Using a pole syringe to medicate venomous snakes

With a lot of practice and caution, you can learn to safely use a pole syringe to deliver a rapid, low volume intramuscular injection to a venomous snake with minimal stress to the patient. The snake must be firmly restrained at the moment of injection with a broad pinning tool or with Gentle Giant tongs.

This inexpensive, "push operated" pole syringe sold by the Campbell Pet Company (1-800-228-6364) is suitable for medicating medium to large venomous snakes from a safe distance. Another tool with a remote syringe depressor called the Safety Stick can be found here, or in the J. A. Webster catalog (1-800-225-7911) as item number 28005. It may also be possible to improvise a suitable tool. Skill and caution is required in its operation, but the tool itself is a very simple and straightforward mechanical device that extends the plunger length of a syringe to the end of a pole. Most of the commercial pole syringes commonly used to medicate large, well muscled mammals are not safe for use on snakes because they deliver the injection too forcefully using a "quick trigger" type mechanism instead of a slow and gentle manual depression.

The advantage of using a pole syringe to deliver medication is that the snake does not need to be captured or picked up. Only brief restraint is necessary to give the injection, making this a faster and less stressful procedure for snakes that violently resist being tubed. However, using a pole syringe on a live patient is a highly advanced skill requiring solid veterinary knowledge of your patient's special anatomy as well as some physical dexterity. Making errors with this advanced tool can mean seriously injuring an animal. If you have the option, it is better to leave its use to animal care professionals. Many venomous snake keepers including zookeepers and venom lab professionals do not have this option however.

Before you inject any live patient using this method, practice on a lot of bananas. Start with firm unripe bananas and progress until you can quickly and successfully inject half a cc of water into a ripe banana every time without squishing it. When you can do this, you are ready to use this technique on a live patient. Remember that half a cc is probably the highest absolute volume you want to be pushing quickly even with your larger patients. Larger volumes are possible to administer slowly via a pole syringe, but your restraint needs to last longer and to be more secure.

Snake lungs are quite close to the surface in the cranial half of the body, especially on the right hand side. If you set the length of your needle incorrectly or aim improperly you could end up delivering medication into a lung or somewhere else where it may do more harm than good. Know the anatomy of your patient before you begin. If you cannot find a good reference to crotalid or elapid anatomy in your library, dissect a dead specimen and compare it to charts that are easily available of colubrid anatomy. This picture is fairly accurate in my experience for both colubrids and elapids, but terrestrial viperids have their hearts much lower, almost midbody in some cases, and their lung can also extend farther caudally than is illustrated here. Most snakes have a well developed right lung and a smaller, vestigial left lung, with the exception of boas and pythons (family Boidae) which have two functioning lungs. Use the proper needle length for your patient (which will often have to be further shortened with a sterile rubber stopper) and aim for thick muscle. Emaciated snakes or small snakes under 300 grams are not good candidates for injecting with a pole syringe as they may not have sufficient muscle mass to reliably inject with this tool.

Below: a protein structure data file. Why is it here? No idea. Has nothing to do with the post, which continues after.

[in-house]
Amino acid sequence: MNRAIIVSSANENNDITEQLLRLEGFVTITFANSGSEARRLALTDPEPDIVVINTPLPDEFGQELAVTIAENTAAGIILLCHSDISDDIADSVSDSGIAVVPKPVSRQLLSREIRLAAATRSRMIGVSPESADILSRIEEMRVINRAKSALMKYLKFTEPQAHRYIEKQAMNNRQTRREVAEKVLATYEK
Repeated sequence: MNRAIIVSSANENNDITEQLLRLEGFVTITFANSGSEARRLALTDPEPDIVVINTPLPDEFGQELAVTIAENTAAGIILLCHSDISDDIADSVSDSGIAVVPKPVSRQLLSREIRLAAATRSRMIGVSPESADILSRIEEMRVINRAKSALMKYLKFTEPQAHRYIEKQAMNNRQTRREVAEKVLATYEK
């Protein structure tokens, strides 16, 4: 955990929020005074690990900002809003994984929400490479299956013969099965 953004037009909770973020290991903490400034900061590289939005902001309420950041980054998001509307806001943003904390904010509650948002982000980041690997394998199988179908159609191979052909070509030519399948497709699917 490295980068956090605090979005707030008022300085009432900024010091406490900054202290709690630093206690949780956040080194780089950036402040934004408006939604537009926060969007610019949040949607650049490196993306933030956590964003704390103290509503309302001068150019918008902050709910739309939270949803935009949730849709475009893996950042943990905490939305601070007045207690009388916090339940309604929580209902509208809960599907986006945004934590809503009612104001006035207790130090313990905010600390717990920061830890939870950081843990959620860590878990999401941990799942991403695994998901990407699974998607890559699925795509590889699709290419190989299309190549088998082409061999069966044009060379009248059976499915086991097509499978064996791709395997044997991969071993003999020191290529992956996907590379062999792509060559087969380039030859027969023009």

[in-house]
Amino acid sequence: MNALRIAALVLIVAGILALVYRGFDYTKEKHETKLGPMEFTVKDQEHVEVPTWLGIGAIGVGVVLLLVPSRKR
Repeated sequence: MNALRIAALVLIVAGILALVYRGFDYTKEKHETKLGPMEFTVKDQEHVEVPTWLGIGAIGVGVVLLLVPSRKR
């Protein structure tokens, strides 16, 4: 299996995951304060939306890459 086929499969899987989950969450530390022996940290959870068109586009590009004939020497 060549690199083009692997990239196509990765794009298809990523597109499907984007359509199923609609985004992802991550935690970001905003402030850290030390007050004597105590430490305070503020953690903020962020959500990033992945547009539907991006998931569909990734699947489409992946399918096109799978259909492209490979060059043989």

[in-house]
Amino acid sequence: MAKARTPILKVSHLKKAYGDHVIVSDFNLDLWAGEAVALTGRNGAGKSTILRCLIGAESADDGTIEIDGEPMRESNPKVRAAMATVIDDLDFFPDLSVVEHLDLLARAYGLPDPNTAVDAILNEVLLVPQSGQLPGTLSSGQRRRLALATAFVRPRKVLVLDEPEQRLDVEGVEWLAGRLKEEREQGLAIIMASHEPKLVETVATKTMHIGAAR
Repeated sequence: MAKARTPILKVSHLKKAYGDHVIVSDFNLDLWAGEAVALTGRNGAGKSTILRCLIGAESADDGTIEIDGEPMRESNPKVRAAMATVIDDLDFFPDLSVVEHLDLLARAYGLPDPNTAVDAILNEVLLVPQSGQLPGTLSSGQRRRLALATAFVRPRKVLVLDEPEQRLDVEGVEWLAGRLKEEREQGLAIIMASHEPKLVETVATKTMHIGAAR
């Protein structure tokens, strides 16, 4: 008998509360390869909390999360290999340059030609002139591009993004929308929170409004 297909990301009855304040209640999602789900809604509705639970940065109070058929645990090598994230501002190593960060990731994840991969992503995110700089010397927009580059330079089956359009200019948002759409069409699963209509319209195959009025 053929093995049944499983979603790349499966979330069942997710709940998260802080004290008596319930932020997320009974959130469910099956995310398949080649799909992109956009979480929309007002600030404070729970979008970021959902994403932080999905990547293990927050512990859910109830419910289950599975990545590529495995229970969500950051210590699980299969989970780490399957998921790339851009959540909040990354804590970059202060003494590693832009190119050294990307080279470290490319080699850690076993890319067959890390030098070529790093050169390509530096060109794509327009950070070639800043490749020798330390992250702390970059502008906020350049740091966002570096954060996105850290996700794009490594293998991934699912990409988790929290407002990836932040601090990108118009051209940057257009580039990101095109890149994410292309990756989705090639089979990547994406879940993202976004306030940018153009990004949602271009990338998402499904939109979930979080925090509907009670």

If you are using a "push operated" type syringe that relies on physical resistance from the animal's skin to push the syringe, a sterile rubber lab tube stopper must be threaded on the needle both to control the depth of penetration and to give a broad base of resistance for the syringe to push against. The needle hub itself may not provide sufficient resistance against reptile skin to deliver the injection, and may cause injury. We use the red rubber stoppers from Vacutainer brand 5ml serum collection tubes, 13mm by 75mm, but any sterile lab tube rubber stopper of the right size will do.

Starting from the sterile (inside) end, the needle is pushed through the exact center until the rubber stopper is directly against the hub. Only a small amount of needle should be showing through the rubber, just enough to deliver an intramuscular injection in the animal you are working with. Adjust the length of your needle and the size of your rubber stopper by experimentation to suit each patient, and discard your initial "practice setups" that are no longer sterile.

As you push the needle into the snake's body and press the syringe down, the rubber stopper will provide a safe base of resistance against the animal's skin and prevent the needle from going any deeper than it should. Be sure the gauge of needle is appropriate for the size of your patient - smaller snakes will require a tuberculin syringe and possibly a differently sized rubber stopper. If necessary you can cut a stopper down to size, but this may compromise its sterility. Adding a rubber stopper is not absolutely necessary if you have a remote plunger pole syringe such as the Safety Stick and a large patient. Smaller patients will still benefit from the rubber stopper to cut the needle length to a more appropriate size.